Moving from a large public school to a small Christian school AP Social Studies teacher Britt Cottingham will be transitioning from Mceachern to Mount Paran Christian school. Cottingham’s two children also attend this school . “I am nervous about leaving because I am going to feel like a first year teacher all over again, Cottingham said.” After teaching at McEachern for sixteen years Cottingham’s highlights of his time is his first AP World History class and his last AP World History class. These two classes are his highlights because the students were his first to ever rake the AP test and it was his first time preparing these group of students for this test. His last class is the last class he has gone through the AP test preparations with which is significant due to Cottingham not knowing for sure if he will teach the same subject at Mount Paran.

 

Administrator Joshua Ford will move on to being an administrator at Campbell High School. Ford has been an administrator at McEachern since 2013. “In going to Campbell and transitioning to a new environment it’s almost like hitting the restart button,” Ford said. “I will focus on building the school up and building relationships with the different staff members at Campbell.” According to Ford the highlight of his years at McEachern is being the sponsor over the Chick Fil A Leadership Academy and guiding the students apart of the club to expand their talents and success. Ford wants to maintain the relationships that he has built with the staff and the student body at McEachern.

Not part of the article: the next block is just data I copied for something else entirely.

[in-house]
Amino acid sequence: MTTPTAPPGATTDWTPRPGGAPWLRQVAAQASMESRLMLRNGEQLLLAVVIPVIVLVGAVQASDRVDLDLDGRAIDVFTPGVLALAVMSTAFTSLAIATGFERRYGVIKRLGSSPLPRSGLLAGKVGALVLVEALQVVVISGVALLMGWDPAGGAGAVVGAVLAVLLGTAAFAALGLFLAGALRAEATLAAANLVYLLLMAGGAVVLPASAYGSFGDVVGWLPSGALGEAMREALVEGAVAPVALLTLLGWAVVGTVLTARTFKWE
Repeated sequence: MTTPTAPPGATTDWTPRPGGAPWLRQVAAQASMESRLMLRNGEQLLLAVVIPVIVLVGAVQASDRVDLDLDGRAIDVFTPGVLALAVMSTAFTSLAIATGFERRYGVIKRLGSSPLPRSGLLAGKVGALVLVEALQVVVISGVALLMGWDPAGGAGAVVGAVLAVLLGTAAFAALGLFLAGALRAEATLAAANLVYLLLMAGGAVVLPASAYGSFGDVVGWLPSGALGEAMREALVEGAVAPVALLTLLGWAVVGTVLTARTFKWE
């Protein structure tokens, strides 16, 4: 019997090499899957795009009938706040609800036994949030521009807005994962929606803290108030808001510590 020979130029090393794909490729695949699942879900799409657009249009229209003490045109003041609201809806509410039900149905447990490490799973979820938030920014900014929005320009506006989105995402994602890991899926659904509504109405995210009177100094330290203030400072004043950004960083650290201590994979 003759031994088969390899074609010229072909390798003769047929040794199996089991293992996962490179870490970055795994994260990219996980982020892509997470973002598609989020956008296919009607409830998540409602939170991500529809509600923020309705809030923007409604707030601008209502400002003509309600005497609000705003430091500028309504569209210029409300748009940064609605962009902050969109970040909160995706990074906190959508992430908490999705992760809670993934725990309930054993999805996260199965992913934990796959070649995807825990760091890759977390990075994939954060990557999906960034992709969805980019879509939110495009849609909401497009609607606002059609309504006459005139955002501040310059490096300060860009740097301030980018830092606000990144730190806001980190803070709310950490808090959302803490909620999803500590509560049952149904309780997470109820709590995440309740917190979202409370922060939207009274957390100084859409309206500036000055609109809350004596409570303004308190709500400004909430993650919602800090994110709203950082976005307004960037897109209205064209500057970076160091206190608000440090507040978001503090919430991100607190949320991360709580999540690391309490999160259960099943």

History teacher Tod McMath works with Administrator Joshua Ford with the Chick Fil A Leadership Academy. According to Ford and McMath they built a relationship with one another as colleagues and worked together to improve the school. Ford has helped Mcmath and encouraged him to step out of his comfort zone and continue to built things for the future. “You cannot stay in the same place and get all the experience you need to move on towards certain goals a person may have,” McMath said. “I am excited for Him but I am said that he won’t be here at McEachern anymore.”

 

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The student news site of McEachern High School in Powder Springs, Georgia
Faculty members decide not to return for next year